Grace was nowhere to found.

It started just like any other day. Tom waited in the pick-up line with the other parents, inching his white Camry closer and closer to the curb where the kindergartners waited in a jagged row, twisting and swinging their backpacks and occasionally covering their mouths to whisper in each other’s ears. Soon he reached the spot where, on every other day, he could see a little blond haired girl somewhere in the middle of the pack looking terribly uncomfortable.

But today she was not there.

Tom pulled into the pick-up spot. That was when Grace’s teacher noticed for the first time that Grace was missing. “Where’s Grace?” she called in her sickening kindergarten teacher voice – the one she used when she was inwardly freaking out but didn’t want to alarm anyone.

Tom ignored all the pick-up line rules. He got out of his car. He left it there right at the head of the line where it was blocking everyone. Where is she? She was here a minute ago. Did she get into a car with another child? No. I mean, I don’t think so. You don’t think so? Checking the girls’ bathroom. Checking the classroom. Checking the entire school, floor by floor, room by room.

Finally, Tom punched 911 into his phone. As his finger hovered over the send button, the janitor appeared with a very sheepish little girl, blond hair hanging in her face. Tom ran to her and held her and thanked the janitor and dried her eyes and dried his own. He took his baby by the hand and scowled at the teacher and the principal on his way to the car. He swore he’d never bring her back here even though he knew he would. What choice did he have?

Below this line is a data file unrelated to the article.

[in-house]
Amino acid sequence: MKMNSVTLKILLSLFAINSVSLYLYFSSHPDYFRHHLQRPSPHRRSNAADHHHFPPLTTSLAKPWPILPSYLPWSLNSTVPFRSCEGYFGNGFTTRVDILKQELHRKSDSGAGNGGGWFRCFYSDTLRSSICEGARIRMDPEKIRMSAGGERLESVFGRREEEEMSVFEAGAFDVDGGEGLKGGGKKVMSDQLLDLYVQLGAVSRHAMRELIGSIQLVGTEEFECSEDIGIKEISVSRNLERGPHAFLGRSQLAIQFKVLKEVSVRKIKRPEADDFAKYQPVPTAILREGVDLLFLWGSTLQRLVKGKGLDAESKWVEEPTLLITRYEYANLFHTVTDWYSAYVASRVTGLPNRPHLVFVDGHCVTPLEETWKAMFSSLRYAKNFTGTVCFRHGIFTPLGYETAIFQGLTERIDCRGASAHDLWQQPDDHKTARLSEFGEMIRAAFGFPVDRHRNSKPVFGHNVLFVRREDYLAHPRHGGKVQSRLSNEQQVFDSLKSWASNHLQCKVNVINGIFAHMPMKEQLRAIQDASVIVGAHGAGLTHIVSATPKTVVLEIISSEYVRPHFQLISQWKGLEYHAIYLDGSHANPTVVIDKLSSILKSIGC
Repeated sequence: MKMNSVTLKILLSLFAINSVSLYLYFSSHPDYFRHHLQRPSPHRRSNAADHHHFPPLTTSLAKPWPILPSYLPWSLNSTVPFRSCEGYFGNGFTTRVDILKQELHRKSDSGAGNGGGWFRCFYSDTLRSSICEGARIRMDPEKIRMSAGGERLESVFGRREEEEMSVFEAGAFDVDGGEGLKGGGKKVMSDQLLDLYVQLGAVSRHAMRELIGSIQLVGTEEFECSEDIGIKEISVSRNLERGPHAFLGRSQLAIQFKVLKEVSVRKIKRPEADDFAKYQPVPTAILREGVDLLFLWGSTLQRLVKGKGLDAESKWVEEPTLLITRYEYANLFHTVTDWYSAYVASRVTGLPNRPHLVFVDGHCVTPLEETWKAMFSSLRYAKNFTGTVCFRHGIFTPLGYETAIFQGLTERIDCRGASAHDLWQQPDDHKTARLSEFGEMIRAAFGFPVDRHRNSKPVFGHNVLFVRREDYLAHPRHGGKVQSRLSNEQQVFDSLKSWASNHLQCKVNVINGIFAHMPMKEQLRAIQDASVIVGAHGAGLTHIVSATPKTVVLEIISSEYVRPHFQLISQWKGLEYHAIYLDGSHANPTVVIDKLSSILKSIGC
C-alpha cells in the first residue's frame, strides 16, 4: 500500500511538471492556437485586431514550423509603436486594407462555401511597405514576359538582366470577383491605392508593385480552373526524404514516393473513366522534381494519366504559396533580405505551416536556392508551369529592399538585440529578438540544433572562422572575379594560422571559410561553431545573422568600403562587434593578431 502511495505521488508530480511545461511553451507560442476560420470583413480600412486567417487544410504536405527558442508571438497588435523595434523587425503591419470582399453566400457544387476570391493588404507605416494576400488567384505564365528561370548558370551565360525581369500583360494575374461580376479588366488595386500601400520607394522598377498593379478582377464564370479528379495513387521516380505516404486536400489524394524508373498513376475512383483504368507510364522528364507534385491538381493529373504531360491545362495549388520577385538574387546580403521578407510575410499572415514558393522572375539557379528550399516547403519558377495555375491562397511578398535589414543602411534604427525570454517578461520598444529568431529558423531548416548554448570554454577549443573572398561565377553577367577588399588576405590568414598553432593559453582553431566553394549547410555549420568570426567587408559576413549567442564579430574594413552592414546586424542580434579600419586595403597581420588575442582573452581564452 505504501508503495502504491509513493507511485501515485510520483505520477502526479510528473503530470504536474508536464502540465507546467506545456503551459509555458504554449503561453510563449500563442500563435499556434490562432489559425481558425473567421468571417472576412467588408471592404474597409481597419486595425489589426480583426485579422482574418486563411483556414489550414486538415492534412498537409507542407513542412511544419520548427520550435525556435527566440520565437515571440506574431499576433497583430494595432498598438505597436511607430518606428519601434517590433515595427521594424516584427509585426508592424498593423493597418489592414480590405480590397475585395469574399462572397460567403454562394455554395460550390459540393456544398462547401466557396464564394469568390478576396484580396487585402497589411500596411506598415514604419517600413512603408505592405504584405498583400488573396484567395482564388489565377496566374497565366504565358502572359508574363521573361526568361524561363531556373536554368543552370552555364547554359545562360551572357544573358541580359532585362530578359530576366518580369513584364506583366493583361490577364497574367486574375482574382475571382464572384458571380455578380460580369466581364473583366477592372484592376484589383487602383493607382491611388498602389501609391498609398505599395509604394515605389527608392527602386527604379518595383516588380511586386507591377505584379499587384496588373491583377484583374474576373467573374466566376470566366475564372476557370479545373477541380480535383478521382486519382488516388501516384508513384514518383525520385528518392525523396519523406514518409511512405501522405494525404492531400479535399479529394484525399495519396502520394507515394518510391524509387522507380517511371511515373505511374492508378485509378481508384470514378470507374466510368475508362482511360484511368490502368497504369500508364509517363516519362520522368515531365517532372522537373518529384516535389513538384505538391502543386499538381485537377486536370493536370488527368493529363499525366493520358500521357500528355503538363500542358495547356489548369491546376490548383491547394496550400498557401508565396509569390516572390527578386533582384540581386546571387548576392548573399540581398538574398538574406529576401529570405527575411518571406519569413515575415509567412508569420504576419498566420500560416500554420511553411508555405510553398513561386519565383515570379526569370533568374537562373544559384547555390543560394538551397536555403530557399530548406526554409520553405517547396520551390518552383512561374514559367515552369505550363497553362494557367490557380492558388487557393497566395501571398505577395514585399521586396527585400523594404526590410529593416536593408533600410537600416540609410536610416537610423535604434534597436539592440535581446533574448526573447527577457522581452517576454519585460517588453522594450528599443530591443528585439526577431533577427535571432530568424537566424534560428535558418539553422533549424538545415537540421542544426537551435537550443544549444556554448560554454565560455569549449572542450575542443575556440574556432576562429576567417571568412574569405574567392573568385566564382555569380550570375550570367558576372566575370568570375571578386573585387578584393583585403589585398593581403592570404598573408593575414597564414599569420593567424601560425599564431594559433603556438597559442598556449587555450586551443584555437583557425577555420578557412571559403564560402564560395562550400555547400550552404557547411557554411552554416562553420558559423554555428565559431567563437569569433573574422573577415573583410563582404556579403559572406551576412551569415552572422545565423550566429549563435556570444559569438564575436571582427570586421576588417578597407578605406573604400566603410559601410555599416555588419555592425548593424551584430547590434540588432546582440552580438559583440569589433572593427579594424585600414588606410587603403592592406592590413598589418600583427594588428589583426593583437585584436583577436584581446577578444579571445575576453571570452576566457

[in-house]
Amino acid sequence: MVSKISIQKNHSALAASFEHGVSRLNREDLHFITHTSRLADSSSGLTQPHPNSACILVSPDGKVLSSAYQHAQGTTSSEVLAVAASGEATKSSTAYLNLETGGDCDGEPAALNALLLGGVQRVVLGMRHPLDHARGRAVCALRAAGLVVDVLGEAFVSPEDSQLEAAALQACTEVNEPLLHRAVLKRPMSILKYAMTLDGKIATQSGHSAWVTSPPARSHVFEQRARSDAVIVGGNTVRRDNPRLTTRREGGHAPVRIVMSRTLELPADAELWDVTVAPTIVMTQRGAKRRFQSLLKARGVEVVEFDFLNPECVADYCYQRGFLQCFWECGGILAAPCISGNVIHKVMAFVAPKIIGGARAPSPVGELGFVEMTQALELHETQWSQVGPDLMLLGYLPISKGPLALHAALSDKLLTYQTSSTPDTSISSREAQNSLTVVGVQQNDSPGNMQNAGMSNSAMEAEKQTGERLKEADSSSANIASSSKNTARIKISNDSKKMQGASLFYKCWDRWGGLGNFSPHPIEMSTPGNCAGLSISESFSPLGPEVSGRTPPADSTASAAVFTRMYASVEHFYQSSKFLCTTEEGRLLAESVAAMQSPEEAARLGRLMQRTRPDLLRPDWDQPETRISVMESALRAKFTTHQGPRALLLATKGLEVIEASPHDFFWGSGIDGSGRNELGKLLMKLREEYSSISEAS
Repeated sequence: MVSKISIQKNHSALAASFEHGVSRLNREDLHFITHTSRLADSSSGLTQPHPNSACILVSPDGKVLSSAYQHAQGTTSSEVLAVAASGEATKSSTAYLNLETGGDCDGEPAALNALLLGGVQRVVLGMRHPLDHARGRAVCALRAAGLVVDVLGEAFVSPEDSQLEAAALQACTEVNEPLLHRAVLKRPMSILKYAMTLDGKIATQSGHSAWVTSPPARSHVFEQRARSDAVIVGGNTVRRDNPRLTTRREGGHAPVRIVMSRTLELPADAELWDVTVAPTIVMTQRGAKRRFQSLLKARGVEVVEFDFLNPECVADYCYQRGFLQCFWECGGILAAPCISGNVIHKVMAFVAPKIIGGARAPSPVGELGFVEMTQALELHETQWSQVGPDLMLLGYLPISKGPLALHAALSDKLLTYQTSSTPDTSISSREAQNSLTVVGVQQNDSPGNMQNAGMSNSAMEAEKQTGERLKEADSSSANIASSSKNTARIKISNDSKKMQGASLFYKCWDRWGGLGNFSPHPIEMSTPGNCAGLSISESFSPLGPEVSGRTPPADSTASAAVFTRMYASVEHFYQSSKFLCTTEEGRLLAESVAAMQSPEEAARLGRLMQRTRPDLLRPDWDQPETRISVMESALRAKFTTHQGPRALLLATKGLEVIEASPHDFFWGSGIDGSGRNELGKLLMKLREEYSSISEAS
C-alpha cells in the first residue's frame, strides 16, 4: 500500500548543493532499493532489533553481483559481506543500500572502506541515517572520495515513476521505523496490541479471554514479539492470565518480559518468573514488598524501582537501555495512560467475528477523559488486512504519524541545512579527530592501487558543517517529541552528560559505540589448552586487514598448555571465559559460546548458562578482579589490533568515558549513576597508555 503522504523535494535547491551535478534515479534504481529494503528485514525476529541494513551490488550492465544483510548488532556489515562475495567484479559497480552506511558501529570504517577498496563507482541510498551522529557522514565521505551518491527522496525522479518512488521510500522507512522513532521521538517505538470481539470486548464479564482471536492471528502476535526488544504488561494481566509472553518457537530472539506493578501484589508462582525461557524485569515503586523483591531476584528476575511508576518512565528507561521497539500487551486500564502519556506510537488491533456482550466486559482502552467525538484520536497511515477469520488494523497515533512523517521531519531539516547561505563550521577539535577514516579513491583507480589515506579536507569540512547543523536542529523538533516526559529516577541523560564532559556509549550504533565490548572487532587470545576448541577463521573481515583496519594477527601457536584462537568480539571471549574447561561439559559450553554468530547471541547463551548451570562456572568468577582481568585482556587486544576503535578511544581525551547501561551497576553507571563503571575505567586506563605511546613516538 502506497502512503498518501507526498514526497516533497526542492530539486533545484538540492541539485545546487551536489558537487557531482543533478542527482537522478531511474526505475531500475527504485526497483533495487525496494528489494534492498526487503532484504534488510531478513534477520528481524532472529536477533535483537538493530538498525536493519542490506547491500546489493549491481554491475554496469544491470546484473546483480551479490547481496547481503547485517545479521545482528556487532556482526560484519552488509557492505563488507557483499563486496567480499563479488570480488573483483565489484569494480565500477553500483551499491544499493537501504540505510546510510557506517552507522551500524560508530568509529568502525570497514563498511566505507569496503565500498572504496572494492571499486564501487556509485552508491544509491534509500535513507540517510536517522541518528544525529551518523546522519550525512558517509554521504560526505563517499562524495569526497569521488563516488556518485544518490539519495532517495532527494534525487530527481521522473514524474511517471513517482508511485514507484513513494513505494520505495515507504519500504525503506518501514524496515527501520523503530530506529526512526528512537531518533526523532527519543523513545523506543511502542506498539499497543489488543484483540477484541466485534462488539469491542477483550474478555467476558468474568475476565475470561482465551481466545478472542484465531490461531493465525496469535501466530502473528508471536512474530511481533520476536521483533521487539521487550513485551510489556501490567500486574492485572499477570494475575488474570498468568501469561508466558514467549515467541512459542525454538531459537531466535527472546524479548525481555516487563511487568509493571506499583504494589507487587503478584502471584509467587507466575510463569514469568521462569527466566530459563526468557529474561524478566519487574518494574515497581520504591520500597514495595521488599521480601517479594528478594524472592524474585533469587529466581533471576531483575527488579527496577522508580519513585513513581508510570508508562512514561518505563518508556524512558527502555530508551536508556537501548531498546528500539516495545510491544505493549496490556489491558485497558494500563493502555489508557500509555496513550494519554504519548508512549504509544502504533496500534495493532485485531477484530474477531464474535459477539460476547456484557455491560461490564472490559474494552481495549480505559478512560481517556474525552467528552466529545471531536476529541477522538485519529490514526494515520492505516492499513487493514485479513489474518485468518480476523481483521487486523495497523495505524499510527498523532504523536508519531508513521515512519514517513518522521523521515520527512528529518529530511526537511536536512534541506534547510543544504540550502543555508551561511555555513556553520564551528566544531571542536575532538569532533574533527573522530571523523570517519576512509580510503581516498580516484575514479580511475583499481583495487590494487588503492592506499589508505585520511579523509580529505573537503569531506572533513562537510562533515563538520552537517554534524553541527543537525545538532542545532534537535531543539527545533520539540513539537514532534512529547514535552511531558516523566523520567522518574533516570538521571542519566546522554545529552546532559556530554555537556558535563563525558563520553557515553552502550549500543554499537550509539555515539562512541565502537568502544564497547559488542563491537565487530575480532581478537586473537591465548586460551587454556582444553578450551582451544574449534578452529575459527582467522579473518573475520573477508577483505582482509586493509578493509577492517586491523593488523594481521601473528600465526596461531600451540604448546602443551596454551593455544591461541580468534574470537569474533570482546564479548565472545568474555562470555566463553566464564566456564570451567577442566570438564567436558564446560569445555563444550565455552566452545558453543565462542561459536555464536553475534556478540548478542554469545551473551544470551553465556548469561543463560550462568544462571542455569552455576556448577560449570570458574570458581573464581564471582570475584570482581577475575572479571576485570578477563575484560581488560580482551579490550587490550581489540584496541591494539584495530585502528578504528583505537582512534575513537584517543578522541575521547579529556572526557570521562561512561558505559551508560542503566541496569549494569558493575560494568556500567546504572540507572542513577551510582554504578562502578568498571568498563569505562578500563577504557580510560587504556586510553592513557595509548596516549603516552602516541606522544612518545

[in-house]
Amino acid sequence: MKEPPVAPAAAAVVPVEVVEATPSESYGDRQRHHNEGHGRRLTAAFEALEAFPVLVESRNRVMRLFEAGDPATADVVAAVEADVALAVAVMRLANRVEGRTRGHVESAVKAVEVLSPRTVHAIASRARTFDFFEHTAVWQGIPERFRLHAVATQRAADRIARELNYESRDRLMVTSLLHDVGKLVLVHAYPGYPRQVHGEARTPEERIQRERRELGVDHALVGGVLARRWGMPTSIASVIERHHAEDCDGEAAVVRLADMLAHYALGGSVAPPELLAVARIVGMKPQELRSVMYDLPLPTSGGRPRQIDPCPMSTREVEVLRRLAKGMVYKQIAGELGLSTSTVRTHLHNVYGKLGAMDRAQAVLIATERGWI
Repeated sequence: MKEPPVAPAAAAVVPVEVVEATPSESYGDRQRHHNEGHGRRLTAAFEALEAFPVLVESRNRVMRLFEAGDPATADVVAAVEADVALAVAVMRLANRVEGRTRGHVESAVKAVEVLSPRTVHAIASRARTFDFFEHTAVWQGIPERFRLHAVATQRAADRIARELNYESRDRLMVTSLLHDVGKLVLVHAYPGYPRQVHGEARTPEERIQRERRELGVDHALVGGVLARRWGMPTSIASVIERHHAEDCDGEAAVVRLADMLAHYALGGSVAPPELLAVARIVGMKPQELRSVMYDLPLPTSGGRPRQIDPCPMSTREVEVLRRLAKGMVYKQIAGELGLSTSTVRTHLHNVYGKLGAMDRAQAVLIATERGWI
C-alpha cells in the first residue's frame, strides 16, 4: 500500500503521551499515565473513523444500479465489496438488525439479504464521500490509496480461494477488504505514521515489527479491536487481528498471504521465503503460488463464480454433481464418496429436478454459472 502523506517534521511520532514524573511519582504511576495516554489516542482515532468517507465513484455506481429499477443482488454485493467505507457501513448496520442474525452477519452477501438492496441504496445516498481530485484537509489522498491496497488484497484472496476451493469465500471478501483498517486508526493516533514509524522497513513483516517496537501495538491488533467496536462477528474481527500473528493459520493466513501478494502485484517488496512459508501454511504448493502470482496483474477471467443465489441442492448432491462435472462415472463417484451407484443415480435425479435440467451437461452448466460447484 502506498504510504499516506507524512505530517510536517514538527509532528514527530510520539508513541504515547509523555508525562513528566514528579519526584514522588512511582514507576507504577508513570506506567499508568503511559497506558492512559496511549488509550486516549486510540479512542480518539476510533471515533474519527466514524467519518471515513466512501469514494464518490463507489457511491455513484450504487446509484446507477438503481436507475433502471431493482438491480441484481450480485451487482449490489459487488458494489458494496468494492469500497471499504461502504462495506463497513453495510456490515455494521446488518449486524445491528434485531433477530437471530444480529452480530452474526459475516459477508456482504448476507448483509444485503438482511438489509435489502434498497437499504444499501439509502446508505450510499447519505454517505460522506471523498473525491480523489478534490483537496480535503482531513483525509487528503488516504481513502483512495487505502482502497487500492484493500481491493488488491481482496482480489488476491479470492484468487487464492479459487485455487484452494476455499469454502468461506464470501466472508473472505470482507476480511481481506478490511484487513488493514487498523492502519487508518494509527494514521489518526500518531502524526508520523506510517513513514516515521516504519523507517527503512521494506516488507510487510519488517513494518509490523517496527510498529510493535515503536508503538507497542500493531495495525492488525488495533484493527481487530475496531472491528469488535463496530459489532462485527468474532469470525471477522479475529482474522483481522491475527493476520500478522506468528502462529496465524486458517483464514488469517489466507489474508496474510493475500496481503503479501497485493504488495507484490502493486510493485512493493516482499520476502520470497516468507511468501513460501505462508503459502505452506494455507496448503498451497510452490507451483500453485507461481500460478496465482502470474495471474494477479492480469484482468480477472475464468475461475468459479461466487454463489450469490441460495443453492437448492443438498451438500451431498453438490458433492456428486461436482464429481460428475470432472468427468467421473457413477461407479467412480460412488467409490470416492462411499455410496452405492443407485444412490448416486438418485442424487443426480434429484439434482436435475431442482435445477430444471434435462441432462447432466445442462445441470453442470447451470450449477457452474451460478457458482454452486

Safely in the car, Tom adjusted the mirror so he could see her. Grace looked sad. She’d looked sad too often since her mother died.

“Where were you, sweetheart?”


“Why were you hiding?”

“I was scared.”


By bedtime, Grace was back to her old self, giggling and climbing all over the bedroom, and Tom, and their Bernese mountain dog, Miss Muff.

When Tom finally got her teeth brushed and pajamas on and body into bed, he lied next to her and read her a story. The story was about a brave girl who found a giant sword and a shield made of rubies. These items were far too big for her, but she could carry them by magic. In the story, the girl set out to fight a dragon, but ended up befriending it instead.

When he closed the back of the book, Grace was so still, he was sure she was already sleeping. He quietly slid out of her little girl bed, hoping he wouldn’t wake her.


Tom’s insides cringed – he really thought he’d finally done bedtime right – but he was all smiles when he knelt on the floor by her bed. “Yes, sweetheart?”

“Aren’t you afraid?”

The smile drained from Tom’s face. “Are you afraid, Grace?”

“That’s not what I asked you.”

Tom looked at his little girl, her feet tiny lumps barely halfway down the bed, and a feeling came over him. He knew at that moment that he was having a conversation with a soul much older than his own. This was one of THOSE TIMES. At those times, you don’t bother bullshitting your kid because they’ll see right through you.

“Grace, Daddy’s scared all the time. Sometimes I want to hide too. But I will always be here to protect you.”

Even as the last few words came out of his mouth, he knew they were a lie. She recognized it, but for now, she let it be true.

Grace settled into her little girl bed and closed her eyes. “Good night, Daddy.”

And Grace slept.

About Prompt-A-Day: The rules are simple. Every day, I generate a prompt¬†using Story Shack’s awesome writing prompt generator. Then I set a timer for one hour. At the end of the hour, I post what I’ve got. Sometimes it’s decent. Sometimes it sucks. Sometimes I fail at the prompt. Sometimes I do okay. I do not edit, unless I find a typo, because I can’t help fixing those. Feel free to join in and post a link to your writing in the comments.